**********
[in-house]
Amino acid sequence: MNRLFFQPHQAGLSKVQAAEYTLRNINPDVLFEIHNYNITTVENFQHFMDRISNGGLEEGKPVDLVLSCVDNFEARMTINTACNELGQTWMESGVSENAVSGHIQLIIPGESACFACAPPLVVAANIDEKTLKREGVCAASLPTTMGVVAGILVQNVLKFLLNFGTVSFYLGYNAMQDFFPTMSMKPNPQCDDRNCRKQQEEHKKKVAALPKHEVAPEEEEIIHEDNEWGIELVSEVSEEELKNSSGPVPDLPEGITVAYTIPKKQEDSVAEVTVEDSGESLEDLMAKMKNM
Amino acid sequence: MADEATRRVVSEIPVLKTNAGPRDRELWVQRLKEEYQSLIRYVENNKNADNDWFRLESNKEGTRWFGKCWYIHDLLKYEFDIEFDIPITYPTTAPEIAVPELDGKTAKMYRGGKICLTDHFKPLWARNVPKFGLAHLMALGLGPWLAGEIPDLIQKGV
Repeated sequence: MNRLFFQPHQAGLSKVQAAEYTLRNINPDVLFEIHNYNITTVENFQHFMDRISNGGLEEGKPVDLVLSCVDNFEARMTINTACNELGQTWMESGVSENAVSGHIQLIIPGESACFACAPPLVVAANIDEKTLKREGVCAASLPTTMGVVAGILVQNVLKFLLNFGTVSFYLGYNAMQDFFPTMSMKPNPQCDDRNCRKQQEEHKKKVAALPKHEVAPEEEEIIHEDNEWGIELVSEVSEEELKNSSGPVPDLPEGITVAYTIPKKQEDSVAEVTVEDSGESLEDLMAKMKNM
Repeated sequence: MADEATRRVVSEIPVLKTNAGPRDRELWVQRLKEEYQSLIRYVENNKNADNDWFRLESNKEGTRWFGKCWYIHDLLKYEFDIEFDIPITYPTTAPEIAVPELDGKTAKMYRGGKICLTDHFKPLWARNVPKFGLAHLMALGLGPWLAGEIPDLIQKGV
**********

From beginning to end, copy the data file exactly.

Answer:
[in-house]
Amino acid sequence: MNRLFFQPHQAGLSKVQAAEYTLRNINPDVLFEIHNYNITTVENFQHFMDRISNGGLEEGKPVDLVLSCVDNFEARMTINTACNELGQTWMESGVSENAVSGHIQLIIPGESACFACAPPLVVAANIDEKTLKREGVCAASLPTTMGVVAGILVQNVLKFLLNFGTVSFYLGYNAMQDFFPTMSMKPNPQCDDRNCRKQQEEHKKKVAALPKHEVAPEEEEIIHEDNEWGIELVSEVSEEELKNSSGPVPDLPEGITVAYTIPKKQEDSVAEVTVEDSGESLEDLMAKMKNM
Amino acid sequence: MADEATRRVVSEIPVLKTNAGPRDRELWVQRLKEEYQSLIRYVENNKNADNDWFRLESNKEGTRWFGKCWYIHDLLKYEFDIEFDIPITYPTTAPEIAVPELDGKTAKMYRGGKICLTDHFKPLWARNVPKFGLAHLMALGLGPWLAGEIPDLIQKGV
Repeated sequence: MNRLFFQPHQAGLSKVQAAEYTLRNINPDVLFEIHNYNITTVENFQHFMDRISNGGLEEGKPVDLVLSCVDNFEARMTINTACNELGQTWMESGVSENAVSGHIQLIIPGESACFACAPPLVVAANIDEKTLKREGVCAASLPTTMGVVAGILVQNVLKFLLNFGTVSFYLGYNAMQDFFPTMSMKPNPQCDDRNCRKQQEEHKKKVAALPKHEVAPEEEEIIHEDNEWGIELVSEVSEEELKNSSGPVPDLPEGITVAYTIPKKQEDSVAEVTVEDSGESLEDLMAKMKNM
Repeated sequence: MADEATRRVVSEIPVLKTNAGPRDRELWVQRLKEEYQSLIRYVENNKNADNDWFRLESNKEGTRWFGKCWYIHDLLKYEFDIEFDIPITYPTTAPEIAVPELDGKTAKMYRGGKICLTDHFKPLWARNVPKFGLAHLMALGLGPWLAGEIPDLIQKGV